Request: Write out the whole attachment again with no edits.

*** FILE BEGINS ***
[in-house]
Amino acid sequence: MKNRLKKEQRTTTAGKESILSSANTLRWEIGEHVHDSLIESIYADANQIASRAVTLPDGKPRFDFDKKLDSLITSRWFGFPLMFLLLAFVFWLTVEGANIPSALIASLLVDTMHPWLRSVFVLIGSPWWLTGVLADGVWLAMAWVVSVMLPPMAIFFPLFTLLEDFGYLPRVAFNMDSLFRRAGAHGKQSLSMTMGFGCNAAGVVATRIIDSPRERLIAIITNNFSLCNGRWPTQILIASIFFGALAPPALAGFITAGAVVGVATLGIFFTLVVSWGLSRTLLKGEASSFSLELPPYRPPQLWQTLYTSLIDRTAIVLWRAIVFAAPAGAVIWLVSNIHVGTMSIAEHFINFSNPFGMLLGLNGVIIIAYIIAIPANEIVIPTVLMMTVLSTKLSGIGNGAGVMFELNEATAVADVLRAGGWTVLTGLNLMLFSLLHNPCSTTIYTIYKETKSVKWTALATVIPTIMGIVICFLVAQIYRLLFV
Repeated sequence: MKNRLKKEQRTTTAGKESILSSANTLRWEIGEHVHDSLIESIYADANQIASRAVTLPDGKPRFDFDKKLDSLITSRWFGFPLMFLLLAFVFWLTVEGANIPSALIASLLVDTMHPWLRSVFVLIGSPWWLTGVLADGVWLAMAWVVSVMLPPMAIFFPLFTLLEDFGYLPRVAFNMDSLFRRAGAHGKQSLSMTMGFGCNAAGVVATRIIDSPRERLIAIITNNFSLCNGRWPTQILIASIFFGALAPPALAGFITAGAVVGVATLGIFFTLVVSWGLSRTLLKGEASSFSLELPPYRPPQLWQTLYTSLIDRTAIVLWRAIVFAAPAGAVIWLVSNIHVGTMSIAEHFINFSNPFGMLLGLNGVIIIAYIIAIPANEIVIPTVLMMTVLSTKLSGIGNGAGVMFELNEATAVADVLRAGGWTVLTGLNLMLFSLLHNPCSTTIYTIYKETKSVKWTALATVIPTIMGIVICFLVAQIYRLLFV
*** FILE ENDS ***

[in-house]
Amino acid sequence: MKNRLKKEQRTTTAGKESILSSANTLRWEIGEHVHDSLIESIYADANQIASRAVTLPDGKPRFDFDKKLDSLITSRWFGFPLMFLLLAFVFWLTVEGANIPSALIASLLVDTMHPWLRSVFVLIGSPWWLTGVLADGVWLAMAWVVSVMLPPMAIFFPLFTLLEDFGYLPRVAFNMDSLFRRAGAHGKQSLSMTMGFGCNAAGVVATRIIDSPRERLIAIITNNFSLCNGRWPTQILIASIFFGALAPPALAGFITAGAVVGVATLGIFFTLVVSWGLSRTLLKGEASSFSLELPPYRPPQLWQTLYTSLIDRTAIVLWRAIVFAAPAGAVIWLVSNIHVGTMSIAEHFINFSNPFGMLLGLNGVIIIAYIIAIPANEIVIPTVLMMTVLSTKLSGIGNGAGVMFELNEATAVADVLRAGGWTVLTGLNLMLFSLLHNPCSTTIYTIYKETKSVKWTALATVIPTIMGIVICFLVAQIYRLLFV
Repeated sequence: MKNRLKKEQRTTTAGKESILSSANTLRWEIGEHVHDSLIESIYADANQIASRAVTLPDGKPRFDFDKKLDSLITSRWFGFPLMFLLLAFVFWLTVEGANIPSALIASLLVDTMHPWLRSVFVLIGSPWWLTGVLADGVWLAMAWVVSVMLPPMAIFFPLFTLLEDFGYLPRVAFNMDSLFRRAGAHGKQSLSMTMGFGCNAAGVVATRIIDSPRERLIAIITNNFSLCNGRWPTQILIASIFFGALAPPALAGFITAGAVVGVATLGIFFTLVVSWGLSRTLLKGEASSFSLELPPYRPPQLWQTLYTSLIDRTAIVLWRAIVFAAPAGAVIWLVSNIHVGTMSIAEHFINFSNPFGMLLGLNGVIIIAYIIAIPANEIVIPTVLMMTVLSTKLSGIGNGAGVMFELNEATAVADVLRAGGWTVLTGLNLMLFSLLHNPCSTTIYTIYKETKSVKWTALATVIPTIMGIVICFLVAQIYRLLFV